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PEMBROKE The Union representing twenty-three employees at the Renfrew Housing Corporation is disappointed with their Employer’s decision to end negotiation talks last week and start a countdown to a work stoppage.

“Talks were progressing better than they had before,” said Bill Jamieson, president of Local 4425 of the Canadian Union of Public Employees (CUPE). “The Union still believes a settlement can be reached if the employer will come back to the negotiation table.”

The Union is concerned the County is trying to force a lockout or strike on the community. “We have seen evidence the Employer is preparing to hire scabs and unknown subcontractors,” says the CUPE National Representative for the Local Susan Arab. “That does not bode well for the future of labour relations in this community and it could lead to a long and costly labour dispute.”

Talks between CUPE and the Renfrew County Housing Corporation broke off last week after the Employer walked away from the table at the conciliation stage of negotiation talks. The Employer also requested a “no board” report from the Ministry of Labour conciliation officer. This move begins the process of putting the parties in a legal strike or lockout position. As soon as the Ministry of Labour acts on the Employer’s request and issues a “no-board” report, a 17-day lockout/strike countdown will begin.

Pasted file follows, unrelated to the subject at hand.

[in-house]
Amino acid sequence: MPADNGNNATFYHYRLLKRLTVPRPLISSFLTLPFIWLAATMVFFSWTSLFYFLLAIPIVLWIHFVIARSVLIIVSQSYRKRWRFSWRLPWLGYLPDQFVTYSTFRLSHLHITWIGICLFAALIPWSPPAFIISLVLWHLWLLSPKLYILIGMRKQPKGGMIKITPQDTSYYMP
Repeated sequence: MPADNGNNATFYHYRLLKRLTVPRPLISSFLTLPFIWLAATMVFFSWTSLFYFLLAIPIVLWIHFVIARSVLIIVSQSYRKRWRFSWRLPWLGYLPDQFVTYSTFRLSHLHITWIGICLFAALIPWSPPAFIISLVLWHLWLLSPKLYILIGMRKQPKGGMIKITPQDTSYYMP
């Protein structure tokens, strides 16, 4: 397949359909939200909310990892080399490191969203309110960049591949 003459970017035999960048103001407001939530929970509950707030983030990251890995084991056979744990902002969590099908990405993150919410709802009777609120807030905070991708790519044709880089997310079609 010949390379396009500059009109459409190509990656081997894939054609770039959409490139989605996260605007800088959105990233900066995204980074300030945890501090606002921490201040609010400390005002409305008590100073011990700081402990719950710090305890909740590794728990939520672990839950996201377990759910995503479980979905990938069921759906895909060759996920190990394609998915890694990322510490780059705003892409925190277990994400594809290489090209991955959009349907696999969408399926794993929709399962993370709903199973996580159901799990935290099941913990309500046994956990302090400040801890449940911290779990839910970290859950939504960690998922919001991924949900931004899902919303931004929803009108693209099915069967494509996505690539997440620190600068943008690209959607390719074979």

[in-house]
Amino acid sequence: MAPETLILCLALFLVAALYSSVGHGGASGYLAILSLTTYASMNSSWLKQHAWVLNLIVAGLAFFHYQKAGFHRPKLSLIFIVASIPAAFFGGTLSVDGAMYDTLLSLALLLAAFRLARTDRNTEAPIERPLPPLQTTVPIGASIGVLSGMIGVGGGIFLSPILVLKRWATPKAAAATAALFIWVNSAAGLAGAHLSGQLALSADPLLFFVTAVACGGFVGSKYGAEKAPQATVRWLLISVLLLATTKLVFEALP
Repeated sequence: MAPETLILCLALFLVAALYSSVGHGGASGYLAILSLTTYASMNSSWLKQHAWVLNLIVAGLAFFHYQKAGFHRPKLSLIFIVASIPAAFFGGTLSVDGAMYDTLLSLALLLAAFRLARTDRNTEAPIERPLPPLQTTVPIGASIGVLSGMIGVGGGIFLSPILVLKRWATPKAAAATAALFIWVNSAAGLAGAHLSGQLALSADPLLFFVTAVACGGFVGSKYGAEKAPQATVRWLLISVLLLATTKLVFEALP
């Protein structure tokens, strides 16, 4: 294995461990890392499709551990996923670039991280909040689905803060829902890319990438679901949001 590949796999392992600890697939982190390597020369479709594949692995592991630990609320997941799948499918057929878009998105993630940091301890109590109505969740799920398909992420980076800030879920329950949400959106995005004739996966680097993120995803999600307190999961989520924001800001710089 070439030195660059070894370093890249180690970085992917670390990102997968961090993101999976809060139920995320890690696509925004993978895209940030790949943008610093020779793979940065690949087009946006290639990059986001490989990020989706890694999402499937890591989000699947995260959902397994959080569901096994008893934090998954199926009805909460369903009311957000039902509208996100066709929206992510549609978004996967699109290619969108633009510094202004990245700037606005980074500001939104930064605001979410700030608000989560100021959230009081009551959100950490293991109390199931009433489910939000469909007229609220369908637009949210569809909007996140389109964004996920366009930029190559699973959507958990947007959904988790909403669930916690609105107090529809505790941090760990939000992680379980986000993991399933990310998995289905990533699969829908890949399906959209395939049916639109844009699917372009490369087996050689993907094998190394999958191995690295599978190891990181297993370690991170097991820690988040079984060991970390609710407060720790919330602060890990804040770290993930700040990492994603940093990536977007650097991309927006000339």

A shutdown would hurt communities across Renfrew County, including Pembroke, Arnprior, Renfrew, Barry’s Bay, Palmers Rapids, Eganville, Cobden, Beachburg and Deep River.

The Renfrew Housing Corporation is demanding major concessions from the Union in terms of benefits and vacation leave. “This Employer is trying to take thousands of dollars out of every employee’s pocket by cutting benefits, eliminating the long term disability (LTD) plan and reducing vacations,” says Arab. “They also do not seem prepared to discuss our proposals around job security.”

“Wages are not the issue here,” says Jamieson, pointing out the two sides are not far apart on wage rates. “We’re fighting for basic job security and trying to hang on to what we have. We care about the residents and the services we provide, and the last thing we want to do is go on strike.”

“Our members have been giving the Housing Corporation good and loyal service for years,” adds Jamieson. “They are committed to their jobs and the services they provide. A number have been with the Corporation more than twenty-five years, but it looks like our Employer is preparing to lock us out or force us into a crippling strike that would have a devastating impact on our local economy.”

The Union is willing to meet to try to resolve these differences. “Nobody wants a work stoppage if it can be avoided,” says Arab. “We are prepared to meet with them at any time to try to get a settlement.”


For further information, please contact:
Susan Arab, CUPE National Rep.
613-237-0115 x 233 - 416-565-8391 (cell)
Bill Jamieson, Local 4425 President
Robert Lamoureux, CUPE Communications